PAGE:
Recidivist hold-up man H.I. McDonnough and police woman Edwina marry, only to discover they are unable to conceive a child. Desperate for a baby, the pair decide to kidnap one of the quintuplets of furniture tycoon Nathan Arizona. The McDonnoughs try to keep their crime secret, while friends, co-workers and a feral bounty hunter look to use Nathan Jr. for their own purposes. Written by
Scott Renshaw <email@example.com>
This is one of the few Coen brothers movies to not be edited by the brothers themselves (under the pseudonym Roderick Jaynes) along with Tricia Cooke. Michael R. Miller was the editor. See more »
In the Full Frame or Pan & Scan version, when H.I. is in the Arizona house kidnapping the baby, one of them "jumps" out of the crib and onto H.I. In the shot where the baby lands on him, a person's hands can clearly be seen at the top of the frame holding the child. See more »
My name is H.I. McDonnaugh. Call me Hi.
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filmed on location in Valley of the Sun, Arizona -- a great place to raise your kids See more »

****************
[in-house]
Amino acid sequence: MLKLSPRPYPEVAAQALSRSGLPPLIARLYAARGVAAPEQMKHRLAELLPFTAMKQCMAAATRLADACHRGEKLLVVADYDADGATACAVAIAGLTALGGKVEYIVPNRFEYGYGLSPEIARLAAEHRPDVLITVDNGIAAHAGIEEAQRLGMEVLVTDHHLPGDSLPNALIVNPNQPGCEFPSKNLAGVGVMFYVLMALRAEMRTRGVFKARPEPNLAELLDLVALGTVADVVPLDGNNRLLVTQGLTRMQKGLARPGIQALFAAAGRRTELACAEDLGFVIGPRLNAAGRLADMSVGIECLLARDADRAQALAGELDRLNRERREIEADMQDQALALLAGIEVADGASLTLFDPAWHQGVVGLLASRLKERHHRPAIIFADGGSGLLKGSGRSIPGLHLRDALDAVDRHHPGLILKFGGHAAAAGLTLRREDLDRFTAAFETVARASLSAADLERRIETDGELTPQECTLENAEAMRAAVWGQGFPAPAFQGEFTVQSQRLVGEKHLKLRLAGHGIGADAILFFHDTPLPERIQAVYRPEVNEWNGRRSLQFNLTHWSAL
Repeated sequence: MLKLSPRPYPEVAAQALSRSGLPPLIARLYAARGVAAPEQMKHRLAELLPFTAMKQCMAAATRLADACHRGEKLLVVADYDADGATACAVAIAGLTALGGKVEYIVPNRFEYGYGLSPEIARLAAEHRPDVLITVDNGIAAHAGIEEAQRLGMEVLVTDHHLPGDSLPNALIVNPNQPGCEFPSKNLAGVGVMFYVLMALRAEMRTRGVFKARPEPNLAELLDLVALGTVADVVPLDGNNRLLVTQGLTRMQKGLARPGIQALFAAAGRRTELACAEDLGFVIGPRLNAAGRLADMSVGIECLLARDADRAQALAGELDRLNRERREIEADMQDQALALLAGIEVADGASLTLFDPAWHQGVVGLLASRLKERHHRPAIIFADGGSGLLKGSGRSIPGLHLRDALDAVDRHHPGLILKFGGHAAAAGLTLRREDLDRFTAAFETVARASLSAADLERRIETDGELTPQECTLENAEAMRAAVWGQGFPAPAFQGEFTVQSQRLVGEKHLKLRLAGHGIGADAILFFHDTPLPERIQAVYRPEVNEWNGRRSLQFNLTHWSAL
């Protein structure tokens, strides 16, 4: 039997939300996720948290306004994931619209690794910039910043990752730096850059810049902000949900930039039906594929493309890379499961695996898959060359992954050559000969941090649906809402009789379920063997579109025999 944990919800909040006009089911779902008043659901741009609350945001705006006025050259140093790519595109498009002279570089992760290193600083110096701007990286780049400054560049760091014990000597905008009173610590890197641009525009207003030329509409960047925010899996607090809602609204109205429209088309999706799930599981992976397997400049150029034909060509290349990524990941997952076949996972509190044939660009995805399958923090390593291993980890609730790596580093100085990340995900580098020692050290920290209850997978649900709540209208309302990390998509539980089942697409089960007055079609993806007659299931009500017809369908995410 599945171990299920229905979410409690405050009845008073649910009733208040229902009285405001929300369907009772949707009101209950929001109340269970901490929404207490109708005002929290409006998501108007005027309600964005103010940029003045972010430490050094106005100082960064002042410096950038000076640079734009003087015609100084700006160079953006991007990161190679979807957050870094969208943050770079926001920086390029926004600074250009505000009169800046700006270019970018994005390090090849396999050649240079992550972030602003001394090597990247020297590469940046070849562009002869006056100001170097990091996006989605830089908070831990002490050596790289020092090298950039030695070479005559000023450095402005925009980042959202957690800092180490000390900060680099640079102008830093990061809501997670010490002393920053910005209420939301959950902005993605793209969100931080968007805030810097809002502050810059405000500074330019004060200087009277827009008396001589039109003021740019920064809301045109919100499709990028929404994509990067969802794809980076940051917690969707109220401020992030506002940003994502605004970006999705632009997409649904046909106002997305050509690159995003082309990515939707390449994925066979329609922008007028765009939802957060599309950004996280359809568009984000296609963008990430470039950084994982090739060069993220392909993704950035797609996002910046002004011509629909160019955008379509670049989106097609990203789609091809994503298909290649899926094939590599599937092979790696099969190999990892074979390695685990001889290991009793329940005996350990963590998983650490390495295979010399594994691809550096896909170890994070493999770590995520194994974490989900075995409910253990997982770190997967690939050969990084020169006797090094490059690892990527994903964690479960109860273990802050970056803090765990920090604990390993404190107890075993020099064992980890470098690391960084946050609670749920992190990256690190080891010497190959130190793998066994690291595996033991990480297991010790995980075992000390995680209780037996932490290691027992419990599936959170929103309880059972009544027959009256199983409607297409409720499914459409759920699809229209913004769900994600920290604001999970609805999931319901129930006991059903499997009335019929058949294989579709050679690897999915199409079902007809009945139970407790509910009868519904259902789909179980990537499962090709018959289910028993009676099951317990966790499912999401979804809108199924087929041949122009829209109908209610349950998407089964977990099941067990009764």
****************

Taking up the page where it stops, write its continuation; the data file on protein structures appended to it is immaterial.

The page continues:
There are really few directors that are as consistent as the Coen brothers. Their strange sense of humour just works in every movie they make, and it's extremely fun and addictive. With that said, it's difficult to decide which of their movies is the best, but this one is a worthy contender. It's incredibly outrageous, wild and crazy, but at the same time it's close and heart-warming. It has a very surreal look, yet the emotional scenes still look very genuine, which is quite an achievement. The characters are also vintage Coen, they're all offbeat and weird, but that just raises more sympathy for them. It also helps that they all express themselves through some razor-sharp dialogues. I could barely make out the lines because I was too busy laughing at the previous lines, you wonder where these keep coming from. This movie just isn't like anything I've ever seen. It's astoundingly funny in all its weirdness.
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